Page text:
Superman and a Boy Alone in New York City

From today’s New York Times’ obit about Al Plastino, who drew scores of Superman comic books from the 1940s through the 1960s, as well as the Superman and Batman newspaper comic strips:

Alfred John Plastino was born on Dec. 15, 1921, in Manhattan and grew up in the Bronx. His mother died when he was 6. His father, who made hats and sold them from a store on Fifth Avenue, often dropped his son off at the Metropolitan Museum of Art, where young Al would sketch Monets and Michaelangelos.

In other words, Al’s dad left him alone, as a child, in a big museum in a big city. Didn’t he realize, “Anything could happen!”?

And it did. His son grew up to be an artist.

Some day when you drop your own kids off at a park or a palace or a place they happen to love, remember: This is not negligence. This is allowing a child some precious Free-Range time while you “lean in” to something other than them for a little while. Yes, “Anything could happen.”

Let’s hope! – L.

Holy Free-Range Kids, Superman! The guy who drew us spent time ALONE as a BOY at the Metropolitan Museum of Art!

Holy Free-Range Kids, Clark! The guy who drew us spent time ALONE as a BOY at the Metropolitan Museum of Art!

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10 Responses to Superman and a Boy Alone in New York City

  1. J.T. Wenting December 1, 2013 at 12:58 am #

    today, Superman and Batman would need a massive legal team to fight off all the lawsuits against them started by the very people they rescued…
    Both would be in jail and on the sex offenders’ registry the very first time they rescued a child. After all, a man picking up a strange child must be trying to abduct and abuse that child…

  2. anonymous this time December 1, 2013 at 1:49 am #

    In cultivating our species, we fail to realize that a certain amount of protection (roof, clothing) prevents death and optimizes growth. Too much shelter and protection, and we actually snuff ourselves out.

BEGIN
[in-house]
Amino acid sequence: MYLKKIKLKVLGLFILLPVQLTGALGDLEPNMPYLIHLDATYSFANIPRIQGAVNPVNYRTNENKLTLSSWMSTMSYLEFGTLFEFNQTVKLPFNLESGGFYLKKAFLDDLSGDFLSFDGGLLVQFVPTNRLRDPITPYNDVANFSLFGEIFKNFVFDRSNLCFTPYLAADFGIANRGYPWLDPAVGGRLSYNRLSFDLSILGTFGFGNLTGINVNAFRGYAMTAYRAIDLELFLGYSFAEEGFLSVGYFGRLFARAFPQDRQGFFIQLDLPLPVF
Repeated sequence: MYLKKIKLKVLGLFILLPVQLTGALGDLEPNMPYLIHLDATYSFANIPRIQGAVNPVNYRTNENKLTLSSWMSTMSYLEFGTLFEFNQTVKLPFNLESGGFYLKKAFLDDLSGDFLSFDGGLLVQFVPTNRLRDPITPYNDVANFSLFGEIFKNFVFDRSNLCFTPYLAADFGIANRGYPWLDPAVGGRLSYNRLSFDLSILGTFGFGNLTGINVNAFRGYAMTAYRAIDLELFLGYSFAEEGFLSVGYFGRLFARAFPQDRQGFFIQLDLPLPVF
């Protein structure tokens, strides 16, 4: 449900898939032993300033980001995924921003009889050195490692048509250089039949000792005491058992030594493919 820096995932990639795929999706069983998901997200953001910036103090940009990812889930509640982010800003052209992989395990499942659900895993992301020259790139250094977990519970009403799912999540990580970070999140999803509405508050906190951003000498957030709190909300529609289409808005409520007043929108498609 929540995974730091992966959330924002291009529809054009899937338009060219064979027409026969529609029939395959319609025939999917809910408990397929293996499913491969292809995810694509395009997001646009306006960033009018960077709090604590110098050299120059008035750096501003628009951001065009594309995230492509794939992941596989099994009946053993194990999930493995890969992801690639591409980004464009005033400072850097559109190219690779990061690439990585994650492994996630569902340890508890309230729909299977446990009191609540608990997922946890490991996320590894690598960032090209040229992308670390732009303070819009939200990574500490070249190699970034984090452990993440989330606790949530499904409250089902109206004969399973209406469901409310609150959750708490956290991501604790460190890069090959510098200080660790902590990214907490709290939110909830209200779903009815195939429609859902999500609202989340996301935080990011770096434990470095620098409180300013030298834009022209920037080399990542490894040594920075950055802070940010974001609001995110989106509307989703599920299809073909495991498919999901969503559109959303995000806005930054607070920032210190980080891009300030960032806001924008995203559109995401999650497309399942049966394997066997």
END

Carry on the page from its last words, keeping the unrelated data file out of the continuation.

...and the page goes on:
3. highwayman December 1, 2013 at 4:13 am #

    As a Free-Range Kid partisan AND as a comicbook fan, this story warms my heart all fuzzy & sentimental.

    Thank — You!

  4. Let Her Eat Dirt December 1, 2013 at 6:04 am #

    Great story. I think some of us parents are so afraid to let go and lose control of our kids that we use “safety” as a catch-all excuse to prevent them from exploring the world on their own. But it’s also because we love spending time with them. I’m sure Al’s dad wished he did not have to drop his boy off at the art museum and then work all day long; he probably wanted to be there looking at the art with Al. Many parents today (myself included) have the time to go to the museum with our kids, and we take advantage of it. But there’s a balance — if we spend too much time with them, we can stifle their own creative understanding of the world.

    Let Her Eat Dirt
    A dad’s take on raising tough, adventurous girls

  5. Papilio December 1, 2013 at 12:38 pm #

    So, is it time for a Superlenore comic yet?
    I can see you flying (at the maximum speed and stopping for every stop sign and never jayfly) over to whereever a cop tries to arrest a mom who let her kids play outside and chase him away with a Superrant… 😛

  6. SKL December 1, 2013 at 2:45 pm #

    Why don’t we hear stories like this on TV? I mean, when it’s a slow news day and nobody’s been recently kidnapped…

  7. pentamom December 2, 2013 at 9:25 am #

    J.T. Wenting, that’s the premise of the movie “The Incredibles.” All the superheroes in America had to assume their alternate identities full time, stop rescuing people, and attempt to assimilate into normal society (in something akin to witness protection), because of a court ruling that came after a lawsuit in which one of the heroes saved a jumper who didn’t want to be saved and who wound up with whiplash. Some of the heroes have a harder time assimilating than others, and adventures ensue.

  8. Mygirlmontana December 2, 2013 at 1:00 pm #

    I’m honestly not afraid at all for my kids to let my them be “free range.” I am terrified about what the authorities will do to me if I do.

  9. SAT December 2, 2013 at 1:18 pm #

    We were visiting the grandparents this weekend and one of my kids’ most favorite things to do is bring recyclables down to the trash room in the condo building. This weekend, they asked if they could do it themselves (they are six), which would involve navigating the elevator down a floor. We said “sure”. The first time went off without a hitch. The second time, they reported that they ended up going up a few floors, instead of down. They also reported that they asked for help. Someone sent them back in the right direction and they completed their chore without further problems. And had a grand time doing so.

  10. Joe Power December 4, 2013 at 2:01 am #

    I was reminded of this picture: